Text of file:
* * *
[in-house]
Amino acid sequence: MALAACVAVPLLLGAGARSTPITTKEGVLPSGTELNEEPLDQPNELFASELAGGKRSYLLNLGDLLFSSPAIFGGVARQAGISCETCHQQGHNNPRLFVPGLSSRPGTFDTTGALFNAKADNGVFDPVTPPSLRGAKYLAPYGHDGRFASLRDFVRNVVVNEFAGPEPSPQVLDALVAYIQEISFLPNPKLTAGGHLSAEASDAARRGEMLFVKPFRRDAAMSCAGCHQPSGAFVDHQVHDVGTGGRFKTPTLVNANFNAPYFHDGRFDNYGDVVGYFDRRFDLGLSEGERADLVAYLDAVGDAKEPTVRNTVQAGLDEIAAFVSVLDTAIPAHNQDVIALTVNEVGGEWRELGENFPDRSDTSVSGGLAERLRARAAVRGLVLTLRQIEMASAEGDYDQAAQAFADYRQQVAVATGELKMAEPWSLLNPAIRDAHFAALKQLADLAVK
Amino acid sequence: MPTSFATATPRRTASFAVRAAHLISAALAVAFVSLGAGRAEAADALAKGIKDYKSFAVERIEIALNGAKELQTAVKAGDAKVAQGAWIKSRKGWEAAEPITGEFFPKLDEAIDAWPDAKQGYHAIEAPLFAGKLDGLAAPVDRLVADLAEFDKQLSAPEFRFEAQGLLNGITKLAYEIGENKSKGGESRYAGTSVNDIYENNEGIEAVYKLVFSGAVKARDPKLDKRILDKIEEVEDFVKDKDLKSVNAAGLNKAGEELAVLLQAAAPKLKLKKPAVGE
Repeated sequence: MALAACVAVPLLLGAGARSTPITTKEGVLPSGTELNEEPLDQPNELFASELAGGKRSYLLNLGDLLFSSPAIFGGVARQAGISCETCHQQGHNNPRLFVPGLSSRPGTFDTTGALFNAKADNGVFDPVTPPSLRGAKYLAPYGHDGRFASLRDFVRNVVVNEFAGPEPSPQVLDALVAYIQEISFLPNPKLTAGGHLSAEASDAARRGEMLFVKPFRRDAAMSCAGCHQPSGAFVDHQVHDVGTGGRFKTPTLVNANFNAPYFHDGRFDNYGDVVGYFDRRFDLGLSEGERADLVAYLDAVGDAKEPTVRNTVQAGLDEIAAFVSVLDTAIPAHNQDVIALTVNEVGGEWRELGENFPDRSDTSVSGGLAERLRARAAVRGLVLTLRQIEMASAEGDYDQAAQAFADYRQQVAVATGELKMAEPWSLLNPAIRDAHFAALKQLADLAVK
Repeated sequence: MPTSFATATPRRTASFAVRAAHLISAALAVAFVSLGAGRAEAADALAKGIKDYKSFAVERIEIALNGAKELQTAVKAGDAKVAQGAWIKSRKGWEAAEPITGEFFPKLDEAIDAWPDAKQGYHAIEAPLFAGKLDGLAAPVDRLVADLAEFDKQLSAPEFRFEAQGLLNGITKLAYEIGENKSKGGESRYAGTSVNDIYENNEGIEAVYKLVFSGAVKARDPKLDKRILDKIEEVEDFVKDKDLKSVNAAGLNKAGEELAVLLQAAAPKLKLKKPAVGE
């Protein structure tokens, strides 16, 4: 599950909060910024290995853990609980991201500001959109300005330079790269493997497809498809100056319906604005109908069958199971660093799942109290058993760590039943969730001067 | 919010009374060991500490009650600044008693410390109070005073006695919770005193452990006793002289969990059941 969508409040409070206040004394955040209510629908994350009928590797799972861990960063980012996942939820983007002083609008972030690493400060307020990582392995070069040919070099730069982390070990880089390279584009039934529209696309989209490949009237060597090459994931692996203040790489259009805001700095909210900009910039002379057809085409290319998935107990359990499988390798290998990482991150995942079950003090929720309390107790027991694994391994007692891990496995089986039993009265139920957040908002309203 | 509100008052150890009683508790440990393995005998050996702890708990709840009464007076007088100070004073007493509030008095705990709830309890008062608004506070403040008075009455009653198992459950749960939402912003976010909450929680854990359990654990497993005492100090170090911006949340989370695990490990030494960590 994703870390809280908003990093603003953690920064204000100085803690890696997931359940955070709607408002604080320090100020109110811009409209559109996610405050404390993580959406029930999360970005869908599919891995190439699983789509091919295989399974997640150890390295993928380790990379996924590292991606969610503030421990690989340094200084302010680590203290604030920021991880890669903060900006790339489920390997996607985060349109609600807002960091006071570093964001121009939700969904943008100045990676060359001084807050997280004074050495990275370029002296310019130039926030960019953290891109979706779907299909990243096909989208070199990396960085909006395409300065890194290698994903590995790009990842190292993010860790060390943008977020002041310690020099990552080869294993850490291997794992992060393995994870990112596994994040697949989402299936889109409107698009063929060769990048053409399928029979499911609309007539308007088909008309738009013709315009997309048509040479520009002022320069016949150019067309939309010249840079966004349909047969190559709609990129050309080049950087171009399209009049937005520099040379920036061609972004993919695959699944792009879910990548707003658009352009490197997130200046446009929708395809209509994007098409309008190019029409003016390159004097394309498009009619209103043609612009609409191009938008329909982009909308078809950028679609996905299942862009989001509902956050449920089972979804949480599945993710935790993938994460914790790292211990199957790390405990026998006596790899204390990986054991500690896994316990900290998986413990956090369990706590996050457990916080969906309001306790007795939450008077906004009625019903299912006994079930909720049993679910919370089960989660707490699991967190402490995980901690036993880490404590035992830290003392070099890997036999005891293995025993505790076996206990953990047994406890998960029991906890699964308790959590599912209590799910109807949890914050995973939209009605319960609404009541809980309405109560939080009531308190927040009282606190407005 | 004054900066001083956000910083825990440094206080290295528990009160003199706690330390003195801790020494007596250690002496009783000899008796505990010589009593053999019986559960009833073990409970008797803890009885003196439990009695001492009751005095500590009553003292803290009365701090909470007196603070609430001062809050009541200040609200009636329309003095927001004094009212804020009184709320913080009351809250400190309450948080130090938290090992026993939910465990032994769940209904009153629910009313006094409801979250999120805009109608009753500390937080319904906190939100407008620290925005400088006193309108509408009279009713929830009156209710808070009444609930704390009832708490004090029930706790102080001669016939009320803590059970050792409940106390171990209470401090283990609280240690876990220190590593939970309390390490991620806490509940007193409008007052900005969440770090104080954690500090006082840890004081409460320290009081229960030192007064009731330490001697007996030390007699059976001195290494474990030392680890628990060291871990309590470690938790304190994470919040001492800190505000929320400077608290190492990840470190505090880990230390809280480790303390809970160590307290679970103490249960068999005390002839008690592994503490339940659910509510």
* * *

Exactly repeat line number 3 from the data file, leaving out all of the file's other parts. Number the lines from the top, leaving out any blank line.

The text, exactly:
Amino acid sequence: MPTSFATATPRRTASFAVRAAHLISAALAVAFVSLGAGRAEAADALAKGIKDYKSFAVERIEIALNGAKELQTAVKAGDAKVAQGAWIKSRKGWEAAEPITGEFFPKLDEAIDAWPDAKQGYHAIEAPLFAGKLDGLAAPVDRLVADLAEFDKQLSAPEFRFEAQGLLNGITKLAYEIGENKSKGGESRYAGTSVNDIYENNEGIEAVYKLVFSGAVKARDPKLDKRILDKIEEVEDFVKDKDLKSVNAAGLNKAGEELAVLLQAAAPKLKLKKPAVGE